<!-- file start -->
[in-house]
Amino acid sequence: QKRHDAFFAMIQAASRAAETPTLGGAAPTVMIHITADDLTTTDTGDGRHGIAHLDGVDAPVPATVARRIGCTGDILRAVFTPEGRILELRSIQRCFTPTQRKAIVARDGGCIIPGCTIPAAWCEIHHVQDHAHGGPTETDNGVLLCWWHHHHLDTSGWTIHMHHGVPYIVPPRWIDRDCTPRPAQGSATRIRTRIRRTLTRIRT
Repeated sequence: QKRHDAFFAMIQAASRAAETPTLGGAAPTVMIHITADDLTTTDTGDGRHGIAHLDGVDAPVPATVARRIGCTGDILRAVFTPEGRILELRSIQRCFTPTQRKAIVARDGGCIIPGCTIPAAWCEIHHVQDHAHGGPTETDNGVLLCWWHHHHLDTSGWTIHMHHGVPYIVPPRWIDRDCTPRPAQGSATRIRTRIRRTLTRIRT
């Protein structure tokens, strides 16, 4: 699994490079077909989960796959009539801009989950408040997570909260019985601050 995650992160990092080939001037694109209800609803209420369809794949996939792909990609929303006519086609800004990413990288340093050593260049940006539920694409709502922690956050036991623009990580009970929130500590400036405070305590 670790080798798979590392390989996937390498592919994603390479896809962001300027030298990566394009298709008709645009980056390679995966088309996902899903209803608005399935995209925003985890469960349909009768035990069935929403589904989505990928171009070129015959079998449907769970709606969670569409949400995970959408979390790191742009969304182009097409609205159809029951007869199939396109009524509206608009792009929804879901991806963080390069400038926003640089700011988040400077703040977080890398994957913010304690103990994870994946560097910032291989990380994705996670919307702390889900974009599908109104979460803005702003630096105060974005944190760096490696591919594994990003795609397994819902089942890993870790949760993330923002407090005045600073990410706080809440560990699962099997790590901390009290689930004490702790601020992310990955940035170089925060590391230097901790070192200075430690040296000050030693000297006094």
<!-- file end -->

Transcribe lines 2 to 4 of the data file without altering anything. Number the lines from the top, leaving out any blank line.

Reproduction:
Amino acid sequence: QKRHDAFFAMIQAASRAAETPTLGGAAPTVMIHITADDLTTTDTGDGRHGIAHLDGVDAPVPATVARRIGCTGDILRAVFTPEGRILELRSIQRCFTPTQRKAIVARDGGCIIPGCTIPAAWCEIHHVQDHAHGGPTETDNGVLLCWWHHHHLDTSGWTIHMHHGVPYIVPPRWIDRDCTPRPAQGSATRIRTRIRRTLTRIRT
Repeated sequence: QKRHDAFFAMIQAASRAAETPTLGGAAPTVMIHITADDLTTTDTGDGRHGIAHLDGVDAPVPATVARRIGCTGDILRAVFTPEGRILELRSIQRCFTPTQRKAIVARDGGCIIPGCTIPAAWCEIHHVQDHAHGGPTETDNGVLLCWWHHHHLDTSGWTIHMHHGVPYIVPPRWIDRDCTPRPAQGSATRIRTRIRRTLTRIRT
């Protein structure tokens, strides 16, 4: 699994490079077909989960796959009539801009989950408040997570909260019985601050 995650992160990092080939001037694109209800609803209420369809794949996939792909990609929303006519086609800004990413990288340093050593260049940006539920694409709502922690956050036991623009990580009970929130500590400036405070305590 670790080798798979590392390989996937390498592919994603390479896809962001300027030298990566394009298709008709645009980056390679995966088309996902899903209803608005399935995209925003985890469960349909009768035990069935929403589904989505990928171009070129015959079998449907769970709606969670569409949400995970959408979390790191742009969304182009097409609205159809029951007869199939396109009524509206608009792009929804879901991806963080390069400038926003640089700011988040400077703040977080890398994957913010304690103990994870994946560097910032291989990380994705996670919307702390889900974009599908109104979460803005702003630096105060974005944190760096490696591919594994990003795609397994819902089942890993870790949760993330923002407090005045600073990410706080809440560990699962099997790590901390009290689930004490702790601020992310990955940035170089925060590391230097901790070192200075430690040296000050030693000297006094």